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David Leonhardt

Yahoo Ascending: Why Marissa Mayer Will Have a Happy New Year

David Leonhardt

They say you always remember your first time. I did not even notice mine. It was only the second time when I noticed something was different. It took me a moment, but then it hit me — I was searching Yahoo, not Google.

Firefox had updated my default search engine.

I knew this day would come. I spend enough time keeping up with the Web that I knew Firefox was ending its 10-year marriage to Google in the USA and eloping with Yahoo for US-based searching (no divorce in Europe — the Internet makes strange bedfellows). I just didn’t know that it would affect my default settings.

So the deal means that not only will all new Firefox downloads come with Yahoo as the default search engine, but so will all current Firefox installations. Or does it? There seems to be some disagreement on this point.

Just how much of an advantage does this give Yahoo? Well, that is somewhere around 10% of the market. It is not a lot, but it is not a little either.

Consider that Yahoo’s share of the US search market in August was reportedly 10%. The implications of this deal are that Yahoo’s share of the search market should possibly double, depending on how much overlap there already was between Yahoo searchers and Firefox users.

How many Firefox users will switch back their default to Google is anyone’s guess. For that, we will have to wait for January numbers to come out. Unfortunately, there is no data available since December 3 on this Google search. And if I do the same search on Yahoo ... well, good luck.

My bet is that most people won’t switch back because most people are not all that web savvy, and Yahoo gives good enough results. People tend to stick with defaults unless the default fails them.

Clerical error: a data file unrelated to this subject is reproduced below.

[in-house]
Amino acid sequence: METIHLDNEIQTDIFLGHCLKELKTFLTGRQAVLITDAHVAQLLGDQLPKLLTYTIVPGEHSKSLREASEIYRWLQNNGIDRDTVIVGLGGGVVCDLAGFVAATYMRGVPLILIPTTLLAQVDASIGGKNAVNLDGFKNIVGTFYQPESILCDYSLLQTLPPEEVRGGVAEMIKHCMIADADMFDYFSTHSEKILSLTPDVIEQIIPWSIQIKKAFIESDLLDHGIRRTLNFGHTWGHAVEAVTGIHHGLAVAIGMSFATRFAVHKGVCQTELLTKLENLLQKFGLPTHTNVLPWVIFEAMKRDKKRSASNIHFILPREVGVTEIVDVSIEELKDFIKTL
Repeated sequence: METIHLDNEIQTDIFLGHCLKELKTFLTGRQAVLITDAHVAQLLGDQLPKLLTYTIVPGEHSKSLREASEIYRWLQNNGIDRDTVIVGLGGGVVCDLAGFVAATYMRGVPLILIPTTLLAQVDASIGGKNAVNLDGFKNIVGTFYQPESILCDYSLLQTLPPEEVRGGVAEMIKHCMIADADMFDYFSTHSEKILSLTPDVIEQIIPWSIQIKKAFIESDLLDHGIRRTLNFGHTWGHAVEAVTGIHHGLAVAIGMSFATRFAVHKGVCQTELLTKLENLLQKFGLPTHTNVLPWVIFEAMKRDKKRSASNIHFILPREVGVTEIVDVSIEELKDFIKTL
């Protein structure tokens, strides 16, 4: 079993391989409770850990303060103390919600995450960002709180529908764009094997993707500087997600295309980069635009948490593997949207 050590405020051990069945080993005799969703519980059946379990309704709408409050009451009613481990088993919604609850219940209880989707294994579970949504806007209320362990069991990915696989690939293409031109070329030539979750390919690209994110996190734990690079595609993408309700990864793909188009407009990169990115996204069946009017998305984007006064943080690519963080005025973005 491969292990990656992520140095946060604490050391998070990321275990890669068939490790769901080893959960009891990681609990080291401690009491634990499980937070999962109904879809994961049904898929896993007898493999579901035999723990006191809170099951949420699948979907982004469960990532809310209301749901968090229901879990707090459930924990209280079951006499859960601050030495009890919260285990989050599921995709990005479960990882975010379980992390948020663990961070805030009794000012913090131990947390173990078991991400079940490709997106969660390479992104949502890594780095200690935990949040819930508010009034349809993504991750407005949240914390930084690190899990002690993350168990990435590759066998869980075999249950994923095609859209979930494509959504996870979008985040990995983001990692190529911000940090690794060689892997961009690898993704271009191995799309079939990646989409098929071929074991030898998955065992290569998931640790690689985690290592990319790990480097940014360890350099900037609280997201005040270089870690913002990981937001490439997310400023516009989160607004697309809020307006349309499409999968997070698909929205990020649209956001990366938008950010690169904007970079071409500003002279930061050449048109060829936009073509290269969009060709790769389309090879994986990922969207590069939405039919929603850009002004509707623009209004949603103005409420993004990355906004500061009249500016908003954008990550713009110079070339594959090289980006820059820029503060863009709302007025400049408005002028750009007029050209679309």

Does that mean Yahoo will revert to crawling the web again, something that it stopped doing when it agreed to show Bing-sourced results in 2010? It sounds like that is not in the cards, and it is only likely if Yahoo CEO Marissa Mayer sees a profit in such a move.

For those of us who run websites, this is huge news. Google has held a near monopoly on search for most of the past decade. That has allowed it to grow careless about all that “Don’t be evil” ideology, leaving webmasters with not many options for search traffic. If Yahoo can push its market share to 20%, and Bing retains its 20% share, Google will still be the boss … but at least it will look a little less like a monopoly.

The question is, how is all this playing out on the ground? I took a look at the traffic data in Google Analytics. In theory, all our Yahoo traffic should be on the rise. I took a look at four sites I have access to in Google Analytics, from October 1 through December 30:


What do your analytics show? If they confirm what I am seeing, I would love to know. If your Yahoo visits are increasing, I would be even more excited to know.

No matter, Marissa Mayer will still be smiling. Last year she conquered Tumblr by buying it. This year she knocked Google off Firefox. What might she have planned for 2015? Only her dog-walker knows.

David Leonhardt

Asks great questions and provides brilliant answers.

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